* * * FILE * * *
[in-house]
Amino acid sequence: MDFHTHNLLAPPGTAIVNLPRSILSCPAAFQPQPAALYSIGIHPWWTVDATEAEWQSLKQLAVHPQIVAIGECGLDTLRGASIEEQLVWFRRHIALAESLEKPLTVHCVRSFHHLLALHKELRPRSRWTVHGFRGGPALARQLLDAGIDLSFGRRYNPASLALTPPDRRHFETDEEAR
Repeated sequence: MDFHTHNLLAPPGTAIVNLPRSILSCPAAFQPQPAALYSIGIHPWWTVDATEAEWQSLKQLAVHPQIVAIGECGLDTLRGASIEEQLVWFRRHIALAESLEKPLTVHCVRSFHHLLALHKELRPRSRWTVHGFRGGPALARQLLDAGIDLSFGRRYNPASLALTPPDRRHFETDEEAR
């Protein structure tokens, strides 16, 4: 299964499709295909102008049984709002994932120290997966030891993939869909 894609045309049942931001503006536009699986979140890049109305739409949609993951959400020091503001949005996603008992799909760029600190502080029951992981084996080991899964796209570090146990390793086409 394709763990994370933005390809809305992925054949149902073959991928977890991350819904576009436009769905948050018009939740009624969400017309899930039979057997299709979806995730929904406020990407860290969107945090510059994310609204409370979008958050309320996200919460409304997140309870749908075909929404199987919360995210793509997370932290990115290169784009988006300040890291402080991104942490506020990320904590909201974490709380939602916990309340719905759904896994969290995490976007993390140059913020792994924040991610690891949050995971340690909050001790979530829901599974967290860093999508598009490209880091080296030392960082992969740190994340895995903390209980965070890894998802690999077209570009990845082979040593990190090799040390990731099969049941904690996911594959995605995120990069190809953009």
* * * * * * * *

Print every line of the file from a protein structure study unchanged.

[in-house]
Amino acid sequence: MDFHTHNLLAPPGTAIVNLPRSILSCPAAFQPQPAALYSIGIHPWWTVDATEAEWQSLKQLAVHPQIVAIGECGLDTLRGASIEEQLVWFRRHIALAESLEKPLTVHCVRSFHHLLALHKELRPRSRWTVHGFRGGPALARQLLDAGIDLSFGRRYNPASLALTPPDRRHFETDEEAR
Repeated sequence: MDFHTHNLLAPPGTAIVNLPRSILSCPAAFQPQPAALYSIGIHPWWTVDATEAEWQSLKQLAVHPQIVAIGECGLDTLRGASIEEQLVWFRRHIALAESLEKPLTVHCVRSFHHLLALHKELRPRSRWTVHGFRGGPALARQLLDAGIDLSFGRRYNPASLALTPPDRRHFETDEEAR
């Protein structure tokens, strides 16, 4: 299964499709295909102008049984709002994932120290997966030891993939869909 894609045309049942931001503006536009699986979140890049109305739409949609993951959400020091503001949005996603008992799909760029600190502080029951992981084996080991899964796209570090146990390793086409 394709763990994370933005390809809305992925054949149902073959991928977890991350819904576009436009769905948050018009939740009624969400017309899930039979057997299709979806995730929904406020990407860290969107945090510059994310609204409370979008958050309320996200919460409304997140309870749908075909929404199987919360995210793509997370932290990115290169784009988006300040890291402080991104942490506020990320904590909201974490709380939602916990309340719905759904896994969290995490976007993390140059913020792994924040991610690891949050995971340690909050001790979530829901599974967290860093999508598009490209880091080296030392960082992969740190994340895995903390209980965070890894998802690999077209570009990845082979040593990190090799040390990731099969049941904690996911594959995605995120990069190809953009």